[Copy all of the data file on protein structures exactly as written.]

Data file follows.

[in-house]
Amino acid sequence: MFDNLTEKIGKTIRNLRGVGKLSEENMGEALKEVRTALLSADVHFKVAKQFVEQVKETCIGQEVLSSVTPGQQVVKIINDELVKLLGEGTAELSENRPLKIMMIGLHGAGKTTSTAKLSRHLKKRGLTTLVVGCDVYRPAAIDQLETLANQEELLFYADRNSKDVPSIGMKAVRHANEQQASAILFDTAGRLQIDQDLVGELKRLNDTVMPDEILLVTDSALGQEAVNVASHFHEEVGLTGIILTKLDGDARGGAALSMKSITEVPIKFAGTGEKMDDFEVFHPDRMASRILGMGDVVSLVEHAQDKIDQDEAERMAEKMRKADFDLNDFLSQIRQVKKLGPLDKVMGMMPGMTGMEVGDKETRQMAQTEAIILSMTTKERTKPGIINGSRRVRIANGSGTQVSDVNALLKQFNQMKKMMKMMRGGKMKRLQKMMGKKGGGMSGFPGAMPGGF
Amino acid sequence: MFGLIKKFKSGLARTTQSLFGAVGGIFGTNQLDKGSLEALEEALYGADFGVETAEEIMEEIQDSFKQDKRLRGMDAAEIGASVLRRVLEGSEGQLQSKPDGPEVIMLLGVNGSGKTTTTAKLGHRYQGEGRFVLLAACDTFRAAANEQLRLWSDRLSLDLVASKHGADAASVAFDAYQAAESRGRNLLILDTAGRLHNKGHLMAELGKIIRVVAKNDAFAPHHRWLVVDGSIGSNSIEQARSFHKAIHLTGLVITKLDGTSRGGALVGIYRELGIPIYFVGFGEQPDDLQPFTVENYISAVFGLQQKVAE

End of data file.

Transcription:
[in-house]
Amino acid sequence: MFDNLTEKIGKTIRNLRGVGKLSEENMGEALKEVRTALLSADVHFKVAKQFVEQVKETCIGQEVLSSVTPGQQVVKIINDELVKLLGEGTAELSENRPLKIMMIGLHGAGKTTSTAKLSRHLKKRGLTTLVVGCDVYRPAAIDQLETLANQEELLFYADRNSKDVPSIGMKAVRHANEQQASAILFDTAGRLQIDQDLVGELKRLNDTVMPDEILLVTDSALGQEAVNVASHFHEEVGLTGIILTKLDGDARGGAALSMKSITEVPIKFAGTGEKMDDFEVFHPDRMASRILGMGDVVSLVEHAQDKIDQDEAERMAEKMRKADFDLNDFLSQIRQVKKLGPLDKVMGMMPGMTGMEVGDKETRQMAQTEAIILSMTTKERTKPGIINGSRRVRIANGSGTQVSDVNALLKQFNQMKKMMKMMRGGKMKRLQKMMGKKGGGMSGFPGAMPGGF
Amino acid sequence: MFGLIKKFKSGLARTTQSLFGAVGGIFGTNQLDKGSLEALEEALYGADFGVETAEEIMEEIQDSFKQDKRLRGMDAAEIGASVLRRVLEGSEGQLQSKPDGPEVIMLLGVNGSGKTTTTAKLGHRYQGEGRFVLLAACDTFRAAANEQLRLWSDRLSLDLVASKHGADAASVAFDAYQAAESRGRNLLILDTAGRLHNKGHLMAELGKIIRVVAKNDAFAPHHRWLVVDGSIGSNSIEQARSFHKAIHLTGLVITKLDGTSRGGALVGIYRELGIPIYFVGFGEQPDDLQPFTVENYISAVFGLQQKVAE